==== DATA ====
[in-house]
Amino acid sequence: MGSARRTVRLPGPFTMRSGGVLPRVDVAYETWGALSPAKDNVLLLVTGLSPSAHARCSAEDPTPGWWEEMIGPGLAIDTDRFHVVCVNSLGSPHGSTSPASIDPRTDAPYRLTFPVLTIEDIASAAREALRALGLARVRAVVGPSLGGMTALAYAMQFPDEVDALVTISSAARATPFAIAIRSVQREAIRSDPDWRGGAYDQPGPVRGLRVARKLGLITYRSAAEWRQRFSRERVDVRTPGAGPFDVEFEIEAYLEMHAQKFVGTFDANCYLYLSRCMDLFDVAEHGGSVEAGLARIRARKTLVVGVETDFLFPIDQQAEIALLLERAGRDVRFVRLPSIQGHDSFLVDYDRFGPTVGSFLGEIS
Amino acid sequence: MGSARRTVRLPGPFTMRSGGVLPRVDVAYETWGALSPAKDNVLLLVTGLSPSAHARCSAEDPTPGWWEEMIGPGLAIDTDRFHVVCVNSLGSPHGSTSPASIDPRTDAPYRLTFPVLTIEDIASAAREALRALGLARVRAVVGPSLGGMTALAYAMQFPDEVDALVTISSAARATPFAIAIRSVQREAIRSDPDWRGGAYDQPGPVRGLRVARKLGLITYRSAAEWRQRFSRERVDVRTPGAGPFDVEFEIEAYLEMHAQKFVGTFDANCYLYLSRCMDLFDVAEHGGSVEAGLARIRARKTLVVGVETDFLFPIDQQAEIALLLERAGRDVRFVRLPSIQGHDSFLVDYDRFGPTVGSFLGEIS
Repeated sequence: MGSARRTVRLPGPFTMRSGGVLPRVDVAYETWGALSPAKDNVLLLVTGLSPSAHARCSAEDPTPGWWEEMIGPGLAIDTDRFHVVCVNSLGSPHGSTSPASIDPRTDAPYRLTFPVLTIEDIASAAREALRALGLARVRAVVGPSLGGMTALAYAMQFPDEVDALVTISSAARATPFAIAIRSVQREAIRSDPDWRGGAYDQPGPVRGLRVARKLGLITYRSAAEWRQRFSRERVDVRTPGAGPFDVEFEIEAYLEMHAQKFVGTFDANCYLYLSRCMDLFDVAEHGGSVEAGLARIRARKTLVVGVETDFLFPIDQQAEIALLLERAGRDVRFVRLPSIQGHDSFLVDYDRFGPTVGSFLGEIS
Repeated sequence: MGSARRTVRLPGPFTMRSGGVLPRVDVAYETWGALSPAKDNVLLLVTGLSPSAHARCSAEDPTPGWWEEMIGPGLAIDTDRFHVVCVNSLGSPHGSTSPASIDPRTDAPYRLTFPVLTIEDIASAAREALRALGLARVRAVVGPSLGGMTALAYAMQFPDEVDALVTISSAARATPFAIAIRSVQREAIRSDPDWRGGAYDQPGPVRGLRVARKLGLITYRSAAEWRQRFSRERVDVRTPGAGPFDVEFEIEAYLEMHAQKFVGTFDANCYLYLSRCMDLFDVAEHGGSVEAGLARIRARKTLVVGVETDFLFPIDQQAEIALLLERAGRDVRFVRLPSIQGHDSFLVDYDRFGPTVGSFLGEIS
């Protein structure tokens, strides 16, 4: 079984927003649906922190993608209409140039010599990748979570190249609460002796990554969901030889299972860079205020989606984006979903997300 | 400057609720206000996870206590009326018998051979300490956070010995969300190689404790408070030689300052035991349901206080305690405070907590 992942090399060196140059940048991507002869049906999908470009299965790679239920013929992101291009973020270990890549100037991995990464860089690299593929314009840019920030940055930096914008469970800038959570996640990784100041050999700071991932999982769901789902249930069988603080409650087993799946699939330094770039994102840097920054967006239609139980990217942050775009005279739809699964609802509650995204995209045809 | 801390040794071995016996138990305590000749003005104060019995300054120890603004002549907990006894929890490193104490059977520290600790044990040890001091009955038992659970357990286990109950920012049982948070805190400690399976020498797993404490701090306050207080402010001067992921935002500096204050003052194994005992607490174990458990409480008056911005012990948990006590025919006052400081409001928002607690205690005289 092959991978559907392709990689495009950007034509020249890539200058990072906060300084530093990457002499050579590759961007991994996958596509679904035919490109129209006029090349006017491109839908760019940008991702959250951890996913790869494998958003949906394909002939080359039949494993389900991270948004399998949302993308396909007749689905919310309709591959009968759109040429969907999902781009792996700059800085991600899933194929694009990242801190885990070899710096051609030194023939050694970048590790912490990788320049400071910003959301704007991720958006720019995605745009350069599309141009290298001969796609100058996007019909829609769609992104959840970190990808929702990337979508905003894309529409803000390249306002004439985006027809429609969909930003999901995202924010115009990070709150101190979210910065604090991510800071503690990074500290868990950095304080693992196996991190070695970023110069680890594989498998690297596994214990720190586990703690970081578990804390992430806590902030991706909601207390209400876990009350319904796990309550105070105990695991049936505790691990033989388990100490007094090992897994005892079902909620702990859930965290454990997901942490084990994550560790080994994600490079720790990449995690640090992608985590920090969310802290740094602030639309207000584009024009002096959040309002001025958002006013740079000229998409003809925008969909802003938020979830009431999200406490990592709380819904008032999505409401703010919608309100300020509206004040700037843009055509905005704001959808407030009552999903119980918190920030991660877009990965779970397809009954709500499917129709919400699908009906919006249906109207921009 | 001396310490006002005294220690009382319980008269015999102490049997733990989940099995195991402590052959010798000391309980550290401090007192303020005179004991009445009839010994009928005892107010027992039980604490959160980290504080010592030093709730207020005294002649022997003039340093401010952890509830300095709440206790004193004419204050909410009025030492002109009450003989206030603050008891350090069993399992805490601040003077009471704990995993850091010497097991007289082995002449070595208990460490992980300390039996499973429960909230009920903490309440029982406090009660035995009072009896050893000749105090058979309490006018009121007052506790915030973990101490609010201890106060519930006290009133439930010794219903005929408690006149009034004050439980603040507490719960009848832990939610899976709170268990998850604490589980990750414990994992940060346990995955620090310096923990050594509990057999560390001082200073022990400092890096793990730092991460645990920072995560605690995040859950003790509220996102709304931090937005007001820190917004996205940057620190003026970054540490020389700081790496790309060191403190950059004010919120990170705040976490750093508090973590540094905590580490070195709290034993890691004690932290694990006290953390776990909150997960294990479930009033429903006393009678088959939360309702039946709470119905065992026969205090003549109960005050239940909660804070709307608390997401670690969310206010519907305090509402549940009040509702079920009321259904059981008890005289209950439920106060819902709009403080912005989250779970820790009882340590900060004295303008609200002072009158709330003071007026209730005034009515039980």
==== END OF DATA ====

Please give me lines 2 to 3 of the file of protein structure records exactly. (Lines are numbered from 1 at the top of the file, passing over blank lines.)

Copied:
Amino acid sequence: MGSARRTVRLPGPFTMRSGGVLPRVDVAYETWGALSPAKDNVLLLVTGLSPSAHARCSAEDPTPGWWEEMIGPGLAIDTDRFHVVCVNSLGSPHGSTSPASIDPRTDAPYRLTFPVLTIEDIASAAREALRALGLARVRAVVGPSLGGMTALAYAMQFPDEVDALVTISSAARATPFAIAIRSVQREAIRSDPDWRGGAYDQPGPVRGLRVARKLGLITYRSAAEWRQRFSRERVDVRTPGAGPFDVEFEIEAYLEMHAQKFVGTFDANCYLYLSRCMDLFDVAEHGGSVEAGLARIRARKTLVVGVETDFLFPIDQQAEIALLLERAGRDVRFVRLPSIQGHDSFLVDYDRFGPTVGSFLGEIS
Amino acid sequence: MGSARRTVRLPGPFTMRSGGVLPRVDVAYETWGALSPAKDNVLLLVTGLSPSAHARCSAEDPTPGWWEEMIGPGLAIDTDRFHVVCVNSLGSPHGSTSPASIDPRTDAPYRLTFPVLTIEDIASAAREALRALGLARVRAVVGPSLGGMTALAYAMQFPDEVDALVTISSAARATPFAIAIRSVQREAIRSDPDWRGGAYDQPGPVRGLRVARKLGLITYRSAAEWRQRFSRERVDVRTPGAGPFDVEFEIEAYLEMHAQKFVGTFDANCYLYLSRCMDLFDVAEHGGSVEAGLARIRARKTLVVGVETDFLFPIDQQAEIALLLERAGRDVRFVRLPSIQGHDSFLVDYDRFGPTVGSFLGEIS